The war between minds and machines is over. The machines won.
That isn't a spoiler for the finale of The Matrix Revolutions, but an assessment of what went wrong with Larry and Andy Wachowski's superior conundrum posed in The Matrix four years ago. Maybe they never expected to make two sequels and were caught flat-footed and flat out of ideas. Perhaps they believed enough fireworks and zigzag Zen doublespeak would throw us off track long enough to make three killings.
Whatever their intent, this third and hopefully final episode of the Matrix series is a numbing disappointment, even for those of us who held faith through The Matrix Reloaded last spring. That film was troubling, though also praiseworthy, for taking the saga of Neo the savior of mankind into completely different territory. Now it seems the Wachowski brothers digitally painted themselves into a corner from which there is no satisfying escape.
Oh, how we long for a return to the thrilling days of the original Matrix, when Neo (Keanu Reeves) was an ordinary man in an increasingly impersonal world. Someone we could relate to, before he became a superhero messiah and someone we cannot. When Trinity (Carrie-Anne Moss) was a sleek, chic killing machine rather than just another lovestruck female reason for the hero to keep trying. When Morpheus (Laurence Fishburne) wasn't such a pudgy, passive Neo disciple and that trio (plus the lamentably departed Joe Pantoliano) was so compelling that the Wachowskis didn't need to keep piling on increasingly unimportant characters.
This is how an arbitrarily planned trilogy ends, not with a bang but with confusion compounded by a needless compulsion to keep raising the bar on special effects. How ironic that the salvation of mankind from control by machines is aided by souped-up Rock 'Em Sock 'Em robots rather than human cleverness. In a perfect Matrix finale, human nature would win with weapons machines can't possess _ compassion, faith, emotion. Those qualities are included in part three, but only through bystanders.
In the imperfect Matrix conclusion the Wachowskis haphazardly devise, humans can't beat them, so they join them in a second-hour torrent of superbazookas aimed at metallic flying calamari and a brawl between flying warriors. What began as a superb mind game has dwindled into pyrotechnical overload. Now only the dumbest viewers can enjoy it.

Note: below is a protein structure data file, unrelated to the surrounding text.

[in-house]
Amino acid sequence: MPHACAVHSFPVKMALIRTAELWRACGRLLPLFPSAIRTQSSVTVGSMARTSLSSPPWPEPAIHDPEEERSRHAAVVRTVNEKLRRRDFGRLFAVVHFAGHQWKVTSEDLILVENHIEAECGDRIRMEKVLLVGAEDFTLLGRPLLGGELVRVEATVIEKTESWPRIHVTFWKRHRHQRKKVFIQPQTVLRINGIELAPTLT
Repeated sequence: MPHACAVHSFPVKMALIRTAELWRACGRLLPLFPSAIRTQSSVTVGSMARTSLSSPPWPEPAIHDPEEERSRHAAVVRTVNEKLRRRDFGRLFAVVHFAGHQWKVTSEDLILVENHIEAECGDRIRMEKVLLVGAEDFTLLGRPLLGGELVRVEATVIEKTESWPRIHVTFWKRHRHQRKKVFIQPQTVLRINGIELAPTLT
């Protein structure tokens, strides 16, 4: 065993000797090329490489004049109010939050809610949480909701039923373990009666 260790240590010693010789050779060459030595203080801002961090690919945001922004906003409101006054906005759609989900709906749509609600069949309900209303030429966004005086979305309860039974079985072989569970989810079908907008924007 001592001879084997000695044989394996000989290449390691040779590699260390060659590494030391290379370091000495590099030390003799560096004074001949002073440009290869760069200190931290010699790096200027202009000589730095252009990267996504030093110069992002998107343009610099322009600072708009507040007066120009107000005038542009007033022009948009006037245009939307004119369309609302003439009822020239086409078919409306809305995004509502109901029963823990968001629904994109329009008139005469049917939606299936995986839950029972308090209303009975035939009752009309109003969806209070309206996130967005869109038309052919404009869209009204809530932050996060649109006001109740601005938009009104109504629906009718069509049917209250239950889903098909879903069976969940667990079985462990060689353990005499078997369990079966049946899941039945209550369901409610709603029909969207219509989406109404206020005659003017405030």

When the movie begins, Neo is caught in limbo between the real world of Zion and the Matrix-induced world that looks just like ours. An encounter with a small child and her parents informs Neo that he can't cross over on a supernatural subway train. Later he can, after Trinity and Morpheus force the hand of the Frenchman (Lambert Wilson), a fixer who will present Neo in exchange for the eyes of the Oracle. The Oracle is played by Mary Alice, replacing the late Gloria Foster, a switch clumsily woven into the nefarious Matrix fabric.
The Oracle's eyes never again are part of the plot, a shame because tension between Neo and the woman guiding his hand might be interesting. Instead, Neo takes command of a Zion warship to visit the Machine City, setting up a final showdown with Agent Smith (Hugo Weaving), the Matrix enforcer growing more powerful than the system. Meanwhile, Trinity frets, Morpheus sweats and practically everything philosophical that fans of the series have debated since 1999 goes flying out the window like a drop-kicked villain.
In place of diversified philosophy and brain teasers we get a 14-minute siege of Zion that ends triumphantly before we learn that victory only made things worse. Neo is nowhere for these proceedings, as an almost entirely new cast does the heavy lifting. Why the Wachowskis convince us that Neo is "the one," then leave him on the sidelines for the second act, is puzzling.
When he returns, Neo's fight with Agent Smith _ looking remarkably like the earlier ones _ consumes most of the third act. Their head-butting in midair looks like Justice League of America stuff, all flight and no fancy. There is tragedy and death among the principals, plus too many reunion hugs for comfort, yet there is no emotional weight to these events. We've lost the ability to care for these characters, gradually pulled out of our hearts by the Wachowskis' soulless transformation of the series.
Granted, the special effects are impressively chaotic, yet the filmmakers are so reluctant to repeat themselves that their groundbreaking "bullet-time" opticals and wire stunts are all but ignored. Those tricks made the first movie special and the second one tolerable. I would prefer to see cliches the Wachowskis created, not the kind of boom-boom cinema any hack can devise these days.
The Matrix Revolutions should sound the alarm for filmmakers believing an eager-to-pay audience _ like Quentin Tarantino's, or the Star Wars crowd _ is an automatic excuse to stretch one great idea over more than one movie. Disappointments like this may teach those eager to pay to be less eager to please.
The Matrix Revolutions
Directors: Larry Wachowski, Andy Wachowski
Cast: Keanu Reeves, Laurence Fishburne, Carrie-Anne Moss, Hugo Weaving, Jada Pinkett Smith, Mary Alice, Monica Bellucci, Nona Gaye, Ian Bliss, Sing Ngai, Bruce Spence
Screenplay: Larry Wachowski, Andy Wachowski
Rating: R; violence, profanity, brief sexuality
Running time: 129 min.